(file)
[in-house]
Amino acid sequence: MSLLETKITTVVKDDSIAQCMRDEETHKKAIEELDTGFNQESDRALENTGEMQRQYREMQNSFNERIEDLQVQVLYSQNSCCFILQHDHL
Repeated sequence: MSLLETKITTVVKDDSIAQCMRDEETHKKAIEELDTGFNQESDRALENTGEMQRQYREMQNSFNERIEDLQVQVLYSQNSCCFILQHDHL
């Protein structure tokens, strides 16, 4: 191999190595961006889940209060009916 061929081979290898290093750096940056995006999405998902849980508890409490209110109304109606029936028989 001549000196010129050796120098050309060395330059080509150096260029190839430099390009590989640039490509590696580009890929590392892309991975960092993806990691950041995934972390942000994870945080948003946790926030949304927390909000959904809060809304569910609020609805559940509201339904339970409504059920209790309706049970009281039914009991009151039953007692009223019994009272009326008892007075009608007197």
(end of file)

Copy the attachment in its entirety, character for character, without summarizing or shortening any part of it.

[in-house]
Amino acid sequence: MSLLETKITTVVKDDSIAQCMRDEETHKKAIEELDTGFNQESDRALENTGEMQRQYREMQNSFNERIEDLQVQVLYSQNSCCFILQHDHL
Repeated sequence: MSLLETKITTVVKDDSIAQCMRDEETHKKAIEELDTGFNQESDRALENTGEMQRQYREMQNSFNERIEDLQVQVLYSQNSCCFILQHDHL
């Protein structure tokens, strides 16, 4: 191999190595961006889940209060009916 061929081979290898290093750096940056995006999405998902849980508890409490209110109304109606029936028989 001549000196010129050796120098050309060395330059080509150096260029190839430099390009590989640039490509590696580009890929590392892309991975960092993806990691950041995934972390942000994870945080948003946790926030949304927390909000959904809060809304569910609020609805559940509201339904339970409504059920209790309706049970009281039914009991009151039953007692009223019994009272009326008892007075009608007197």